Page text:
15 Menachem Av 5759
I would like to make sure I understand the answer to the question about Bishul Akum fully, as it applies to a different situation:
My babysitter is not Jewish. Although she does not cook for my children, must I kasher the pots she uses to make her own lunch? Does this apply to pre-cooked foods as well (i.e. a hot dog cooked in the microwave)?
Thank you for bringing this to my attention!
You are bringing up an important application of the law we touched upon regarding the barbecue. When the Rabbis prohibited us to eat food that was cooked by a non-Jew, they included in the ruling the natural extension, which is the pots used for the cooking.
It is important to understand, though, exactly in which situations the food and the pots actually become unkosher. The non-Jew must alone complete the entire cooking process. This means that if a Jew did so little as light the pilot light of the stove, or stir the cooking food even a little, that is no longer considered food cooked by a non-Jew and is therefore permissible to eat. If, though, the non-Jew does absolutely everything, and nothing is done by a Jew, both the food and the pot are considered unkosher and the pot needs to be kashered.
Thanks for your question.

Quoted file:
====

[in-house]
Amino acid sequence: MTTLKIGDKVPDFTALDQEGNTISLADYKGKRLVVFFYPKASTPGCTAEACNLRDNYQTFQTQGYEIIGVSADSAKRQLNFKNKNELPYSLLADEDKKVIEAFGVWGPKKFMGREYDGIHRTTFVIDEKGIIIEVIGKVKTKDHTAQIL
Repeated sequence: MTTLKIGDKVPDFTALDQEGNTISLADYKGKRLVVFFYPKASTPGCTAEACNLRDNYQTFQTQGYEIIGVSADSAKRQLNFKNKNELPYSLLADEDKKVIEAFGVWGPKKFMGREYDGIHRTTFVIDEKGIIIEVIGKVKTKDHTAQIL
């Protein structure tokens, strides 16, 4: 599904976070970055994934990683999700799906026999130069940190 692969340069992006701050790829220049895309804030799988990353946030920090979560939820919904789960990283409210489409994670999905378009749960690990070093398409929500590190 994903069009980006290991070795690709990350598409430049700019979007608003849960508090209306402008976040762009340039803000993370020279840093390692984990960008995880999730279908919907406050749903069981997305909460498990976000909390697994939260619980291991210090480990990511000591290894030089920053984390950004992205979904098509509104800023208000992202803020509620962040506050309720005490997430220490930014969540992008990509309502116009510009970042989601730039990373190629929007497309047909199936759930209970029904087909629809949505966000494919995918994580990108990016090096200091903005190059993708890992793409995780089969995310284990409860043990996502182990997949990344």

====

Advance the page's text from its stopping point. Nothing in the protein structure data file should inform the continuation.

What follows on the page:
1 Menachem Av 5759
I was just wondering if one is allowed to learn Torah or listen to Jewish music (that are p’sukim and Divrei Tefilah) after saying Krias Sh’ma al HaMitah, and if one is allowed to listen to music in the morning before saying Birchas HaTorah?
[Name withheld upon request]
Ideally, Krias Sh’ma and its accompanying verses should be the last thing you say before falling asleep. If one does not immediately fall asleep, the Mishna Brurah writes that one should repeat Krias Sh’ma again or think about divrei Torah. This would certainly include reading a sefer or reviewing notes from a recent class etc. Listening to music potentially poses different problems since the Shulchan Aruch writes that one should not listen to music since the destruction of the Temple. The custom is not to be stringent with this and it is permissible to listen to music when going to sleep and any other time during the day.